Sympathy is not an emotion I often feel for Chris Judd.

In fact, I really don’t like the bloke. He’s a sniper, he’s a hypocrite and he’s a bloody good footballer who has a habit of playing well against my mob.

But I must say I do feel for Judd, astoundingly, in the wake of the AFL announcing that his $200k a year Visy sponsorship will have to be counted in the salary or given up.

Now, I don’t think that giving up $200k a year will force the Judd’s to send little Oscar out work as chimney sweep in order to put food on the table. But at the same time, it is money they quite rightly would have thought was coming into the house that is now at risk.

The reason I feel sorry for Judd is that he had a deal, one that was signed off by the AFL, who have now gone back on their word with no explanation and no apparent real course of redress for Judd.

Whether you think the Visy deal was fair or moral doesn’t really matter. The point is that the AFL signed it off and now they going back on that arrangement and leaving Judd high and dry.

That’s simply not fair. He is getting the short end of the stick here. And why other club supporters are gloating is a bit of a mystery: nobody knows who will be caught out next.

I have my suspicions as to why the AFL is doing this.

First and foremost, they are following the basic political maxim – and the AFL is nothing if not a political beast – that one should never waste a good crisis.

With attention largely diverted by the Melbourne tanking inquiry and the ongoing car crash of the Tippet saga, the AFL is taking the opportunity to tie up some loose ends and deal with matters that would have been back page leads if dealt with on their own.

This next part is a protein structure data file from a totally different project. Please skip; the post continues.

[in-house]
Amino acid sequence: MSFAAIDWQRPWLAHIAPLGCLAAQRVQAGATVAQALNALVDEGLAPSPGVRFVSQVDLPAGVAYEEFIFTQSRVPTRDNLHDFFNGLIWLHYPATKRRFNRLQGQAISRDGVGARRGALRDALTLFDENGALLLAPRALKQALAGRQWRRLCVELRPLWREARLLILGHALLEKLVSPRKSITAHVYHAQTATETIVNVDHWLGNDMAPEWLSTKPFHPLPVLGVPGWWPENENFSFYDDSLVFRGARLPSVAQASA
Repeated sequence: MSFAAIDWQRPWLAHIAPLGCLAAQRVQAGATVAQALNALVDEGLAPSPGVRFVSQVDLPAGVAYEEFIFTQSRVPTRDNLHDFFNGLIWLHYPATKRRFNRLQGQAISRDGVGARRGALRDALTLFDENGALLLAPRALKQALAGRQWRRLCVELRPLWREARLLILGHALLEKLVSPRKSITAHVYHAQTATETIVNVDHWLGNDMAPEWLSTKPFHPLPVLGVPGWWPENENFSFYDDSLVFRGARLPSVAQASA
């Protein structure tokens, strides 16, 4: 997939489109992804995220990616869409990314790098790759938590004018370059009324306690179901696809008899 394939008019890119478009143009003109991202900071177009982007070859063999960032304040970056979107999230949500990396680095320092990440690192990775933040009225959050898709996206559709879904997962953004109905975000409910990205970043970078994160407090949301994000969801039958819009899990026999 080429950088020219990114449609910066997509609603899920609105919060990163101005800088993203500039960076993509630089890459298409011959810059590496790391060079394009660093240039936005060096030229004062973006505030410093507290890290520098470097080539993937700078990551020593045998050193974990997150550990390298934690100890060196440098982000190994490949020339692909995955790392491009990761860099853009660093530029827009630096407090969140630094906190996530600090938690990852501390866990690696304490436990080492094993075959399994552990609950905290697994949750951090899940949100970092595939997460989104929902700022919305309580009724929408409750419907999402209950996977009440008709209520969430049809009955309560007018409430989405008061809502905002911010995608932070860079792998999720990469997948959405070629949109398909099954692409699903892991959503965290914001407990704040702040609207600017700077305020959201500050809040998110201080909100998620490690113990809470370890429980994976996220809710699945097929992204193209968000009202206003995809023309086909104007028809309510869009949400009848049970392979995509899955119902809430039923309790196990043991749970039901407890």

There is of course a bigger narrative at play here: how the AFL squares free agency with its stated equalisation policy.

Free agency by its nature means that clubs that are already wealthy and successful will tend to attract the best players. The AFL doesn’t want this, it wants the proverbial level playing field.

This is why the AFL fought free agency tooth and nail. But in the end was forced to accede to the player’s demands lest it risk the catastrophic situation whereby the draft and/or salary cap were threatened.

Now that the Tippet situation has shown what we all knew was happening – clubs were routinely shonking the system – the AFL, increasingly militant as they are, is determined to act, and put the players back in their box.

Adelaide will get the kind of whack that scares all clubs off engaging in shenanigans for a while at least.

And the AFL will, in the stern moralising tone it does so well when it is covering for its own stuff up, announce that third party deals will now come under the most stringent  of examination.

If players want to have the mobility offered by free agency, they have to play within the rules – this bodes badly for Kurt Tippet who will most likely be made example of. For a season or so.

None of this helps Judd. He didn’t move as a free agent. He worked out a deal that the AFL signed off. Now Carlton has to choose between keeping their captain happy by squeezing his $200k sponsorship under the cap, or risk alienating a player who might just fancy a last payday elsewhere.

If I were Adelaide, with salary cap space opened up by Tippet’s departure and excluded from a few drafts, I’d be asking Bryce Gibbs why he should be denied a pay rise so Juddy’s extra deal can go under the cap.